1) A trading strategy to profit from market inefficiencies in price differences of a given commodity, either at the same location or at different geographical locations. Grade arbitrage is trading the difference in the price of a commodity in the same location – for example, the difference in the prices of two sweet crudes in northwest Europe. Geographical arbitrage is trading the difference in the price of the same grade in different locations, after adjusting for the cost of transport between the locations. Often grade and geographical arbitrage are combined – in transatlantic arbitrage, for instance, which is trading the price difference between, for example, Brent crude in Europe and West Texas Intermediate (WTI) in the US, this calculation will include the cost-of-carry as well as the cost of the alternative crude in the US.
2) Attempting to profit from differences in price when the same security, currency or commodity is traded on two or more markets.
3) Attempting to benefit from different regulations in different areas of jurisdiction.
* see also regulatory arbitrage
Commodity trading and risk management is a subject that is necessarily complicated, and is becoming more so. The Energy Risk Glossary seeks to disentangle and clarify the jargon by providing definitions of commonly used energy and commodity market terms.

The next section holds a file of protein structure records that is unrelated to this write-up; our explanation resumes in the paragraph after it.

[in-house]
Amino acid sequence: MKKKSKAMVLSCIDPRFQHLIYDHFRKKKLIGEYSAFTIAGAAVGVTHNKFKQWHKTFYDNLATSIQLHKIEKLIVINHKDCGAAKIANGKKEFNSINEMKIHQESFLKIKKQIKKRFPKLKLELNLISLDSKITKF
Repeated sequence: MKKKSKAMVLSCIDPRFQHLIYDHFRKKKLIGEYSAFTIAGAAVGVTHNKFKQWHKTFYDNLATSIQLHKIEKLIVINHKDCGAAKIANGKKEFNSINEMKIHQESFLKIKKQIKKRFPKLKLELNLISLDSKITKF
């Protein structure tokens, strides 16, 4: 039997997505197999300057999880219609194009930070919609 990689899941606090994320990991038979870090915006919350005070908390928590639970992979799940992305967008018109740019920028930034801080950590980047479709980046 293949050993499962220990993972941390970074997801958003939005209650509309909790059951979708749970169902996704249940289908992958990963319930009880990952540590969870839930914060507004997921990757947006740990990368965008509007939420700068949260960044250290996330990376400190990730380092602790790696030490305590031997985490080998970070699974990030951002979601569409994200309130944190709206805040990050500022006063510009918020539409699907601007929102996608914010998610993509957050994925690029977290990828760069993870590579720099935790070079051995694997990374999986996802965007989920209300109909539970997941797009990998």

These include definitions related to a variety of underlying energy products, as well as technical terms about the many instruments and benchmarks used by energy market participants.
Many of the most recent terms to have been added to our glossary stem from the actions of regulators since the 2008 global financial crisis. The onset of rules, such as the US Dodd-Frank Act and European Market Infrastructure Regulation, has markedly increased the cost and complexity associated with commodity trading. Perhaps they have also increased the need for a handy reference guide such as this.
The glossary is extensively cross-referenced, making for easy and thorough searches. We hope you find the latest edition of the Energy Risk Glossary to be a useful resource.
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